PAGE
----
Darkness, be my laundry detergent

The mirror cracks
loud enough for wrists
to bleed; “only one of us
must remain ugly,”
mumbled he.

Velvet-Fronted Nuthatches seem like angry birds. I have seen them enact 1950s gangster movie scenes with flycatchers and minivets. I can’t speak their language but it seemed as though the nuthatches had started most of the fights.

They also appear to be frowning all the time.

Velvet Fronted Nuthatch

While in the company of Velvet-Fronted Nuthatches though, I have learnt about containing my own anger.

These beautiful paper cup-sized birds, robed in violet-blue, move quicker than hiccups. I used to get frustrated because of how difficult it was to photograph them. Over time it occurred to me that I just needed to make sure they weren’t in an angry mood. So I figured the sort of trees that were likely to host more grubs. And I would wait until a flock of nuthatches go grubbing on a single one.

In large numbers and with food in abundance, they seemed calmer. Slower in movement too. Suddenly, they weren’t so difficult to photograph. And I wasn’t angry in their midst anymore.

Velvet Fronted Nutthach

It then occurred to me that I had ignored the reasons behind these temper tantrums of theirs. Even if Velvet-Fronted Nuthatches get angrier than the average bird, it wouldn’t be without purpose.

They could have been fighting for territorial rights. Trying to appear belligerent to ward off predators. Or just being intense about finding delectable grubs inside the barks of trees.

Anger after all can be a terrible thing to waste. Too precious to be tucked away without dignity; too intense to be spilled forth in haste. But it needn’t be a monster with curse words for racing shoes and clenched fists for concupiscence.

It can be a channel for creativity or a cause to find new ways to connect with the world.

(Photographs – Kodaikanal / Thekkady)

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34 comments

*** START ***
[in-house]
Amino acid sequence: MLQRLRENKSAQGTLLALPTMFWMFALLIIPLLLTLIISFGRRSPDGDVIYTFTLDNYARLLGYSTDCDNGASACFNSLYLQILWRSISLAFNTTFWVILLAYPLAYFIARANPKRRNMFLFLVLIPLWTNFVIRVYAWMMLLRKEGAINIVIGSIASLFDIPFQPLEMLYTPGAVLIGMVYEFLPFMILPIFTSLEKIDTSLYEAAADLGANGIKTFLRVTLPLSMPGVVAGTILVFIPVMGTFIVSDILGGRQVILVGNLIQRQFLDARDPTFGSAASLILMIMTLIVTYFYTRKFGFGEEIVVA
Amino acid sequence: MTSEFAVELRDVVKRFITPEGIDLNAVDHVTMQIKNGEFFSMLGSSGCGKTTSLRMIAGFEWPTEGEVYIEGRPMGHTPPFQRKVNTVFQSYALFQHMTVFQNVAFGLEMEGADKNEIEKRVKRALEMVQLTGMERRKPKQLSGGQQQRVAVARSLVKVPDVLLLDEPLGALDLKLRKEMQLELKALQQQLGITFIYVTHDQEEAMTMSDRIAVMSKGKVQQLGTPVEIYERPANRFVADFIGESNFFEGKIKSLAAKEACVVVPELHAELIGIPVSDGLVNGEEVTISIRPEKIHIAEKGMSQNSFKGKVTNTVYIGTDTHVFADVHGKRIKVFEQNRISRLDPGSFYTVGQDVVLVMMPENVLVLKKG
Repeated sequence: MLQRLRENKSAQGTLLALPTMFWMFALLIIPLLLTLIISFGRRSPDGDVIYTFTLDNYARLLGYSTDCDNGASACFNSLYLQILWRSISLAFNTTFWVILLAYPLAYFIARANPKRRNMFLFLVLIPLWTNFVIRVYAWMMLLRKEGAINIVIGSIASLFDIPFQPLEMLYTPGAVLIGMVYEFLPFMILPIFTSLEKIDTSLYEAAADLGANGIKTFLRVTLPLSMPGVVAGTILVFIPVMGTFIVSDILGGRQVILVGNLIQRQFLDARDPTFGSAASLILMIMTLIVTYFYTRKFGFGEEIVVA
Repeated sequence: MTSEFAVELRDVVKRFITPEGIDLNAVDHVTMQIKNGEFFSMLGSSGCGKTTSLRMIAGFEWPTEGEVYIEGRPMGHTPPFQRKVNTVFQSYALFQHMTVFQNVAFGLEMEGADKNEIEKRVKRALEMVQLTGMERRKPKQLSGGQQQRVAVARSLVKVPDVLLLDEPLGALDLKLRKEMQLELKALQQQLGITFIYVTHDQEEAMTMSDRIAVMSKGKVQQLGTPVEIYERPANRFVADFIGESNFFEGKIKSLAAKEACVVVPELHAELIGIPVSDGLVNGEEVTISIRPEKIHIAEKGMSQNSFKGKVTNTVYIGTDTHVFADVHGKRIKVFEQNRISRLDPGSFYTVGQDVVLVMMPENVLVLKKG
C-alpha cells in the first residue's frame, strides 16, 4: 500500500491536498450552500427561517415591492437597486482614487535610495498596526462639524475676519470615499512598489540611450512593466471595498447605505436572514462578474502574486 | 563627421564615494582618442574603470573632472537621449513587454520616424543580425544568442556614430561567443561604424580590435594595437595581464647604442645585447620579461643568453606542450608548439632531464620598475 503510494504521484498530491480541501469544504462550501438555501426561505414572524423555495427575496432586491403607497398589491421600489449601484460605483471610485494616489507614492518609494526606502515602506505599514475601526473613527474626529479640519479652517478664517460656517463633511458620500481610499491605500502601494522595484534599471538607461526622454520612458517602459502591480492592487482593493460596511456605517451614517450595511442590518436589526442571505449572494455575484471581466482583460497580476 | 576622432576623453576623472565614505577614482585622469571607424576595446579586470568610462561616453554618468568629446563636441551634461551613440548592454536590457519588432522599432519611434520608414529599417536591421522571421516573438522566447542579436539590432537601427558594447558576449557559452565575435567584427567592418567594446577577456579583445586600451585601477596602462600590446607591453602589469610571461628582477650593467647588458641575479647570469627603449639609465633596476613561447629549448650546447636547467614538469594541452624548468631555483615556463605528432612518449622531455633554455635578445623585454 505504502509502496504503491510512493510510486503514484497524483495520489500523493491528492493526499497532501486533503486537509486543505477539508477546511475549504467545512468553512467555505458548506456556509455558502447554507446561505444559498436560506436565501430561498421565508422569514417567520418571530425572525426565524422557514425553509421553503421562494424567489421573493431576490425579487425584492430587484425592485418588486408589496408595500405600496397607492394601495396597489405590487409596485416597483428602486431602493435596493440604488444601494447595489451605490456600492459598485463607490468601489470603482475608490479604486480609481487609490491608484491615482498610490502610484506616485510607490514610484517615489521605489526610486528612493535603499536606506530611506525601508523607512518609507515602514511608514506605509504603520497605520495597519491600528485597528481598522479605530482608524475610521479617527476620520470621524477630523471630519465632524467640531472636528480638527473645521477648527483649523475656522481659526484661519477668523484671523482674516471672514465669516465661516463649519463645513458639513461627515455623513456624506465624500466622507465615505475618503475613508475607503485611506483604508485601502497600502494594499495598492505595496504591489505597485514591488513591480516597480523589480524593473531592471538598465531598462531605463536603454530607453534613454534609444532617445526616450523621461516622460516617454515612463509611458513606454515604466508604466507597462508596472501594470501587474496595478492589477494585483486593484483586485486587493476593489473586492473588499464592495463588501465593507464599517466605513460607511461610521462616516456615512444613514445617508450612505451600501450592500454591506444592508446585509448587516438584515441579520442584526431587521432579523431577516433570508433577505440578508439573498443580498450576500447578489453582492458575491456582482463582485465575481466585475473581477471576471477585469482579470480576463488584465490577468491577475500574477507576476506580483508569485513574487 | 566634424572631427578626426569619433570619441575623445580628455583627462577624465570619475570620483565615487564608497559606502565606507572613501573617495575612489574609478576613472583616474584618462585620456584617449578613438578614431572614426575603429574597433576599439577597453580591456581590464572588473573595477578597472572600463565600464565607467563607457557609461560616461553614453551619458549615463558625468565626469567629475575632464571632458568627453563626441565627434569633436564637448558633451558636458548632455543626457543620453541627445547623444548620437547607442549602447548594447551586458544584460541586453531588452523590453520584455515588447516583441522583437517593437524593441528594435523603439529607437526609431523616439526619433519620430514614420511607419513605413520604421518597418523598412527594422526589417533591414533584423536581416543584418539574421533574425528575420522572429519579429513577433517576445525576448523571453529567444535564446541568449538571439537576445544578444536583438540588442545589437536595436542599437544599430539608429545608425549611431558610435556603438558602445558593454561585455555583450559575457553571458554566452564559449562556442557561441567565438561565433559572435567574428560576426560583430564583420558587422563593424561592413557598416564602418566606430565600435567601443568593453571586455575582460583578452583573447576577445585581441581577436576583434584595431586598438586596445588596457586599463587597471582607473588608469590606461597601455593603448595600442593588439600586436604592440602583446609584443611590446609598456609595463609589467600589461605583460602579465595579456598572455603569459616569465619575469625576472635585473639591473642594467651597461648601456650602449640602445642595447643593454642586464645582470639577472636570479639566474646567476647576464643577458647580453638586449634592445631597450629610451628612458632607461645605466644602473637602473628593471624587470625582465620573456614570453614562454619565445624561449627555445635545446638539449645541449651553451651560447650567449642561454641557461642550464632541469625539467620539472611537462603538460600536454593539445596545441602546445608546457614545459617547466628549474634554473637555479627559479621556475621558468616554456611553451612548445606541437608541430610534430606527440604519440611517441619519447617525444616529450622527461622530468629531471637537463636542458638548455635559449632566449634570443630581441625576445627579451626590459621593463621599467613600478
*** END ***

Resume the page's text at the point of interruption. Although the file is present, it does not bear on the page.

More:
1. Beautifully written and, yes as has already been commented upon, a reminder of the positiveness of expression how one really feels. As Sarah McLaughlin puts it: “…and if I feel a rage I won’t deny it…”

    Liked by 2 people

  2. “Anger after all can be a terrible thing to waste. Too precious to be tucked away without dignity; too intense to be spilled forth in haste. But it needn’t be a monster with curse words for racing shoes and clenched fists for concupiscence.

    It can be a channel for creativity or a cause to find new ways to connect with the world.”

    Quoting from you is the best gift to give your words and birds for you say it better than most of us here 🙂

    Birding and wisdom. Nowhere else to be found.

    Thank you. I so needed to read this today.
    🙂 God Bless!

    Liked by 1 person

  3. Anger has a distinct purpose in its upset, but we all use it for the wrong reasons most of the time. Experience teaches us to delay anger until only absolutely necessary. There are plenty of other ways to get a heart pumping — I prefer martial arts to anger.

    I feel that birds are keenly aware of any frustration we may have residing within us and act accordingly. When I am calm and relaxed, my feathered friends have no problem flocking around me — like my Cardinal family is doing right now!!

    Another great piece. Thanks for bringing it to the foreground (I like to honk that you are reposting these gems just for me because I missed them earlier). Cheers, Christy!

    Liked by 1 person

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